osumane sembene

onesorryloser  asked:

I love your taste in music, art, books; it's really different from most people I know. Would you recommend some books to me? I'm trying to get back into the habit of reading again and all my friends have read pretty much the same stuff as I have so it's sort of difficult to find new stuff. I like fiction, non-fiction, whatever, as long as it's different and interesting.

ah well thanks. thank you, that’s really very nice of you to say.

these are just a few books i recommend to people in the store pretty often that they usually seem to like

fiction: 

the halfway house - guerillmo rosales. brief but poignant and powerful- i love this book, a must for anyone whose ever experienced substance abuse or institutionalization. if u read it and like it you like it also read rosales’ “leapfrog” which further expands on his upbringing in havana

loving/ living / party going – henry green. i’m a huge henry green fan. his prose is brilliant and this book is remarkable

the collected stories of lydia davis - lydia davis. good introduction 2 her work, she’s a treasure of a modern female voice. not sure how she doesn’t have like, jennifer egan or miranda july levels of appreciation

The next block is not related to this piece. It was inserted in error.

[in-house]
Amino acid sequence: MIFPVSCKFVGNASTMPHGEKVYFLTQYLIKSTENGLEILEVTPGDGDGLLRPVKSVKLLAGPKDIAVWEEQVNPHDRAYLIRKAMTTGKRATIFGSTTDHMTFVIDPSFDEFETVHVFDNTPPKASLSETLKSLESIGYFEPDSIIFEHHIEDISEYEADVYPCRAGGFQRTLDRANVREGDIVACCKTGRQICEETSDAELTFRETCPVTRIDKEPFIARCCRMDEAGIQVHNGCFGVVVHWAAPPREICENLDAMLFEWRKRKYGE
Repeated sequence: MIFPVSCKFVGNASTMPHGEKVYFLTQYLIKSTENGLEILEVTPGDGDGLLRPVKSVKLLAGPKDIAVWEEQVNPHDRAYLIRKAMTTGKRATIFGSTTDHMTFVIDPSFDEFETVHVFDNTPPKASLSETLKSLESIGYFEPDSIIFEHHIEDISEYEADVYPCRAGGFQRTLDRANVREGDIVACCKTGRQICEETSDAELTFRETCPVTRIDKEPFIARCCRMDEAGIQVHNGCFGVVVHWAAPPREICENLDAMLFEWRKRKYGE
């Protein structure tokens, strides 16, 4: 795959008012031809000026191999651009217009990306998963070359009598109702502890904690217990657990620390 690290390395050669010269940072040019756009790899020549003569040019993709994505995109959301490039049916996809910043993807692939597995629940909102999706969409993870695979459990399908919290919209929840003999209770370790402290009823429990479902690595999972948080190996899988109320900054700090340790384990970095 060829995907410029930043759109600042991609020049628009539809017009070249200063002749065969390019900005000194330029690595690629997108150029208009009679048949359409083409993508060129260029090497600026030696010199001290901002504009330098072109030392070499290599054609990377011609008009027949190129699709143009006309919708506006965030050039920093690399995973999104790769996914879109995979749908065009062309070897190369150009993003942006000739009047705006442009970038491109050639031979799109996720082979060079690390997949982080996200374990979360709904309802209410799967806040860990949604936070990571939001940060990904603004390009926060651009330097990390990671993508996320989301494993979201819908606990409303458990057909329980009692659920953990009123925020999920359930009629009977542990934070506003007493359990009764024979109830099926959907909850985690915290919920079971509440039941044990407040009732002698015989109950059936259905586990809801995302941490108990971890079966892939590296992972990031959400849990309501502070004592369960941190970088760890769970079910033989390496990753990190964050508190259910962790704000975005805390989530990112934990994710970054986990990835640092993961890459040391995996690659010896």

the rings of saturn – WG sebald (the best of sebalds, he tends to be a crowd pleaser. i’ve got a soft spot for him.)

the question of bruno: stories - alexsander hemon (also a crowdpleaser)

century of clouds“ and “my walk with bob” – bruce boone. these books are what got me back into reading awhile ago, classic & brilliant stuff

not my taste but 20 something vice reading/ tumblr using/ prozac taking kind of readers usually like anything by arthur neresian. “the fuck up” is his classic but “chinese takeout” is probably his best. i think i saw someone describe him as a “po-mo damon runyon” once which is pretty on target if that means anything to you

the hour of the star - clarice lispector, at times a really odd approach to prose but folks usually receive this one well. the best introduction to lispector

cruddy – lynda barry. a very good likeable graphic novel for people into like, alison bechdel or phoebe gloeckner. (see also: “potential” by ariel schrag or “skim” by mariko tamak, among sooo many others i can’t even think of rn)